• Nominative–accusative (or simply accusative): The argument (subject) of an intransitive verb is in the same case as the agent (subject) of a transitive verb; this case is then called the nominative case
    Nominative case
    The nominative case is one of the grammatical cases of a noun or other part of speech, which generally marks the subject of a verb or the predicate noun or predicate adjective, as opposed to its object or other verb arguments...

    , with the patient (direct object) of a transitive verb being in the accusative case
    Accusative case
    The accusative case of a noun is the grammatical case used to mark the direct object of a transitive verb. The same case is used in many languages for the objects of prepositions...

    .
  • Ergative–absolutive (or simply ergative): The argument (subject) of an intransitive verb is in the same case as the patient (direct object) of a transitive verb; this case is then called the absolutive case
    Absolutive case
    The absolutive case is the unmarked grammatical case of a core argument of a verb which is used as the citation form of a noun.-In ergative languages:...

    , with the agent (subject) of a transitive verb being in the ergative case
    Ergative case
    The ergative case is the grammatical case that identifies the subject of a transitive verb in ergative-absolutive languages.-Characteristics:...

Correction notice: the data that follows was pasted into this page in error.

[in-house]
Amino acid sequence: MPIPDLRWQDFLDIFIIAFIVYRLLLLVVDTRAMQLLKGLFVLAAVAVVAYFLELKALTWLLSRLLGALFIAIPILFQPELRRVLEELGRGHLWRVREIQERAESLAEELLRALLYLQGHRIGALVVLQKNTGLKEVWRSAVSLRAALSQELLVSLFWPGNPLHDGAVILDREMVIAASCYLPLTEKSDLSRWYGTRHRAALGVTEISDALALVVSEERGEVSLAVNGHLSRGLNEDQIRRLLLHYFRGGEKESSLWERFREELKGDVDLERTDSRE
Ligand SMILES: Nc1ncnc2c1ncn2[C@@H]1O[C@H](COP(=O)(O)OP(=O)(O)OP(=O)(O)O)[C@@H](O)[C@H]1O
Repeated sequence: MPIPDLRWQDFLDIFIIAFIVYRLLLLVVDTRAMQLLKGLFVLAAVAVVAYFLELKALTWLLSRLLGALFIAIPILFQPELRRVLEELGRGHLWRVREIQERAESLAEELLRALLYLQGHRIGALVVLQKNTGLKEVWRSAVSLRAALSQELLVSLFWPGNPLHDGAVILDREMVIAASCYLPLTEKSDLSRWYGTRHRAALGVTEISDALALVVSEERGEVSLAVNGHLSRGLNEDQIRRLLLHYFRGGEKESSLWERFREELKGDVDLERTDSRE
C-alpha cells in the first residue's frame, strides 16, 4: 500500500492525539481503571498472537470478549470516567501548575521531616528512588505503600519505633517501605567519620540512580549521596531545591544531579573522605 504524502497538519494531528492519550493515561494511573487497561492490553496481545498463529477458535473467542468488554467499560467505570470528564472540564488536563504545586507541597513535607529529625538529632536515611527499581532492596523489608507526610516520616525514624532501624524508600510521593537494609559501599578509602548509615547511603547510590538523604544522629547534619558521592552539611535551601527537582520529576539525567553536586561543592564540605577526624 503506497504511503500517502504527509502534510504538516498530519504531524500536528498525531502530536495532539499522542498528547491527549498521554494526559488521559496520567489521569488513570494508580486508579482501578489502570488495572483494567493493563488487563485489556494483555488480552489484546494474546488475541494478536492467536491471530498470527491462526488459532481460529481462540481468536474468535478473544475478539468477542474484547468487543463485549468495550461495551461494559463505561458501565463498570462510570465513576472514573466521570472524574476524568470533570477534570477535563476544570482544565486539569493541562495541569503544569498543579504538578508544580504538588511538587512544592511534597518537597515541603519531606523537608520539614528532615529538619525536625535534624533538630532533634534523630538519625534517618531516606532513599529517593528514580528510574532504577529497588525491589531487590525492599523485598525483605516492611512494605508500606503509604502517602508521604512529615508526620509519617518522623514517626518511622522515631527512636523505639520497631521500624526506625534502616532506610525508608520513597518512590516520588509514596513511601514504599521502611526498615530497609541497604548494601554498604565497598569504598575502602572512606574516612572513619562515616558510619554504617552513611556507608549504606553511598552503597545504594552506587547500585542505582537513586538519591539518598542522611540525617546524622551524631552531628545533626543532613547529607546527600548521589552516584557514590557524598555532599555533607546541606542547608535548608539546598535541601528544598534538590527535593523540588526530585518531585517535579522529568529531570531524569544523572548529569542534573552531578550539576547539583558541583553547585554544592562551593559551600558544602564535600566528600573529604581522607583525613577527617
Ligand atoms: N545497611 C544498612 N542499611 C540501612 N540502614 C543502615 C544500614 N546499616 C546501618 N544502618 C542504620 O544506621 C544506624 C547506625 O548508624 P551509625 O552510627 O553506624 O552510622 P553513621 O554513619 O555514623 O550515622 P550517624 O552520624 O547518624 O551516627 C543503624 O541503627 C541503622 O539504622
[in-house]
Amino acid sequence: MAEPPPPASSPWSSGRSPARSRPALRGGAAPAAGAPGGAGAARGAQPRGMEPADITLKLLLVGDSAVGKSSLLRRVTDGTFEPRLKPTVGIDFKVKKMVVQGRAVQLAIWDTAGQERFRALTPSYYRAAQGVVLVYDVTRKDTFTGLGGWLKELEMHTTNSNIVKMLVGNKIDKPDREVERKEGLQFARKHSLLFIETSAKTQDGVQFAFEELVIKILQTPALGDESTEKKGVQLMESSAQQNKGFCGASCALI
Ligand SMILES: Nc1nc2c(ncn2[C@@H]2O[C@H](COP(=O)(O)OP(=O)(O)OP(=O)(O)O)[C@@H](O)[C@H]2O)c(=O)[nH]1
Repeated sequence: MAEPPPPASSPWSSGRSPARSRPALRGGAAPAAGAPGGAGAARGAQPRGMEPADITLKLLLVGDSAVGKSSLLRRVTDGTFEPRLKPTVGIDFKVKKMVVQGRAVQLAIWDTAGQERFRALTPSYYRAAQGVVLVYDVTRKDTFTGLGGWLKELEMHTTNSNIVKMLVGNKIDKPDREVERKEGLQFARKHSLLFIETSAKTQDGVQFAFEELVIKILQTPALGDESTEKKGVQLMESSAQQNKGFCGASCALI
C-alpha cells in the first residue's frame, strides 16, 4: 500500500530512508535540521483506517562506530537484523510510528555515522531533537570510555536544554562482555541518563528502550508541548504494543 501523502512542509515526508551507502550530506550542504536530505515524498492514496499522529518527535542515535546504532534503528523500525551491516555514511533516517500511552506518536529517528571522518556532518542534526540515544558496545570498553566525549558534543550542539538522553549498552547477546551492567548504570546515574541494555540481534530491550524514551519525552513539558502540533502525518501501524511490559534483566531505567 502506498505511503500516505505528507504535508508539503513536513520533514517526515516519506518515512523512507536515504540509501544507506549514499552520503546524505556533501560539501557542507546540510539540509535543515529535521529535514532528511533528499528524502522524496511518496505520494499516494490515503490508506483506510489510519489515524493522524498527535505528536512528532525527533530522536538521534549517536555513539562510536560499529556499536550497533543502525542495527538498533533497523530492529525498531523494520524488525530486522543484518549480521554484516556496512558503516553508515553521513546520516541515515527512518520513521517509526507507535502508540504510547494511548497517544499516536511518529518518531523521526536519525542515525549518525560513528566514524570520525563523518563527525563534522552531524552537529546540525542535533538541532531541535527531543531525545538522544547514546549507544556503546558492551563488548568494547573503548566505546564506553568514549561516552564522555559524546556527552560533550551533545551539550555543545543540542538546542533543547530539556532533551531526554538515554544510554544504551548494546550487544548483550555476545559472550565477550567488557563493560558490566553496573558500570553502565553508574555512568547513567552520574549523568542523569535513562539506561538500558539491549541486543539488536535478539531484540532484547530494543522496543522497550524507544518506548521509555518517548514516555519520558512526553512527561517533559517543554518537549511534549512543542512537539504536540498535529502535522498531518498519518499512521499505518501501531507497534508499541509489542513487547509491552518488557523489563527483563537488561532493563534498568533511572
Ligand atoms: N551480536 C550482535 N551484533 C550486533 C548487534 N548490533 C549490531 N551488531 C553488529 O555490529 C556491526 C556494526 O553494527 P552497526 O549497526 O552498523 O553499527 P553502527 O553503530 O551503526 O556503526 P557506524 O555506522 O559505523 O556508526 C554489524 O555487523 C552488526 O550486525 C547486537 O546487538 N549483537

.
  • Ergative–accusative (or tripartite): The argument (subject) of an intransitive verb is in its own case (the intransitive case
    Intransitive case
    The intransitive case is a grammatical case used in some languages to mark the argument of an intransitive verb, but not used with transitive verbs...

    ), separate from that of the agent (subject) or patient (direct object) of a transitive verb (which is in the ergative case or accusative case, respectively).
  • Active–stative (or simply active): The argument (subject) of an intransitive verb can be in one of two cases; if the argument is an agent, as in "He ate," then it is in the same case as the agent (subject) of a transitive verb (sometimes called the agentive case), and if it's a patient, as in "He tripped," then it is in the same case as the patient (direct object) of a transitive verb (sometimes called the patientive case).
  • Trigger: One noun in a sentence is the topic or focus. This noun is in the trigger case, and information elsewhere in the sentence (for example a verb
    Verb
    A verb, from the Latin verbum meaning word, is a word that in syntax conveys an action , or a state of being . In the usual description of English, the basic form, with or without the particle to, is the infinitive...

     affix
    Affix
    An affix is a morpheme that is attached to a word stem to form a new word. Affixes may be derivational, like English -ness and pre-, or inflectional, like English plural -s and past tense -ed. They are bound morphemes by definition; prefixes and suffixes may be separable affixes...

     in Tagalog
    Tagalog language